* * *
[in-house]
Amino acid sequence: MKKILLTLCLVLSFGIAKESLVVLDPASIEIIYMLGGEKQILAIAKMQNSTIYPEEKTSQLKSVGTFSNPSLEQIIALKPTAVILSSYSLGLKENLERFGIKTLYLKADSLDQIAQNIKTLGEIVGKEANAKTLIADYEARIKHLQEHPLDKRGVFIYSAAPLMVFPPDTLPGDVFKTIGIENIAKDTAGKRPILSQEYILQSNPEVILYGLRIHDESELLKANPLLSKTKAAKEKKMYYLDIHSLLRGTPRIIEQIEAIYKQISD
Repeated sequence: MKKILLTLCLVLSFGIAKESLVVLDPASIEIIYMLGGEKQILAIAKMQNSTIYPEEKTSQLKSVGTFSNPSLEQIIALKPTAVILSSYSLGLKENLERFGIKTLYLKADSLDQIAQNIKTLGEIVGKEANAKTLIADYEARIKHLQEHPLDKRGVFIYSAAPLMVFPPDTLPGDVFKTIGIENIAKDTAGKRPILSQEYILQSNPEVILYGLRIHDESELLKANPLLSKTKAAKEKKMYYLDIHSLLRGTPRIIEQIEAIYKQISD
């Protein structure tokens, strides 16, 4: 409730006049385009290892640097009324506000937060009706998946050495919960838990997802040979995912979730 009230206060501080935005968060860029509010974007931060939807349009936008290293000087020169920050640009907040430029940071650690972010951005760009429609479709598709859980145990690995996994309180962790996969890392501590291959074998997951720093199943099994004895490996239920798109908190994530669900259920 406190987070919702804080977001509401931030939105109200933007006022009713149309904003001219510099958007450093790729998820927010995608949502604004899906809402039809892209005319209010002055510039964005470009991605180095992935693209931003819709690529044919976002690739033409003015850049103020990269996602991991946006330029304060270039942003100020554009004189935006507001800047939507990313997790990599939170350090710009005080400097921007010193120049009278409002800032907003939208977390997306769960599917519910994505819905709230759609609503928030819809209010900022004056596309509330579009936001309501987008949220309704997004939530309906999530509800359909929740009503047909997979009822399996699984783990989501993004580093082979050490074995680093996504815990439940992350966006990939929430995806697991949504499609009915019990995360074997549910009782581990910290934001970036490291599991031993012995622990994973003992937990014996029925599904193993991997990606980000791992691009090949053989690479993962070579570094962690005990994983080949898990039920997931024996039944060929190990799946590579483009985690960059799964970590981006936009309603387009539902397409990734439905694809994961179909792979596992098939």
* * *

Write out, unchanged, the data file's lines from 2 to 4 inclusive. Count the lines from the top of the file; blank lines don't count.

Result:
Amino acid sequence: MKKILLTLCLVLSFGIAKESLVVLDPASIEIIYMLGGEKQILAIAKMQNSTIYPEEKTSQLKSVGTFSNPSLEQIIALKPTAVILSSYSLGLKENLERFGIKTLYLKADSLDQIAQNIKTLGEIVGKEANAKTLIADYEARIKHLQEHPLDKRGVFIYSAAPLMVFPPDTLPGDVFKTIGIENIAKDTAGKRPILSQEYILQSNPEVILYGLRIHDESELLKANPLLSKTKAAKEKKMYYLDIHSLLRGTPRIIEQIEAIYKQISD
Repeated sequence: MKKILLTLCLVLSFGIAKESLVVLDPASIEIIYMLGGEKQILAIAKMQNSTIYPEEKTSQLKSVGTFSNPSLEQIIALKPTAVILSSYSLGLKENLERFGIKTLYLKADSLDQIAQNIKTLGEIVGKEANAKTLIADYEARIKHLQEHPLDKRGVFIYSAAPLMVFPPDTLPGDVFKTIGIENIAKDTAGKRPILSQEYILQSNPEVILYGLRIHDESELLKANPLLSKTKAAKEKKMYYLDIHSLLRGTPRIIEQIEAIYKQISD
């Protein structure tokens, strides 16, 4: 409730006049385009290892640097009324506000937060009706998946050495919960838990997802040979995912979730 009230206060501080935005968060860029509010974007931060939807349009936008290293000087020169920050640009907040430029940071650690972010951005760009429609479709598709859980145990690995996994309180962790996969890392501590291959074998997951720093199943099994004895490996239920798109908190994530669900259920 406190987070919702804080977001509401931030939105109200933007006022009713149309904003001219510099958007450093790729998820927010995608949502604004899906809402039809892209005319209010002055510039964005470009991605180095992935693209931003819709690529044919976002690739033409003015850049103020990269996602991991946006330029304060270039942003100020554009004189935006507001800047939507990313997790990599939170350090710009005080400097921007010193120049009278409002800032907003939208977390997306769960599917519910994505819905709230759609609503928030819809209010900022004056596309509330579009936001309501987008949220309704997004939530309906999530509800359909929740009503047909997979009822399996699984783990989501993004580093082979050490074995680093996504815990439940992350966006990939929430995806697991949504499609009915019990995360074997549910009782581990910290934001970036490291599991031993012995622990994973003992937990014996029925599904193993991997990606980000791992691009090949053989690479993962070579570094962690005990994983080949898990039920997931024996039944060929190990799946590579483009985690960059799964970590981006936009309603387009539902397409990734439905694809994961179909792979596992098939």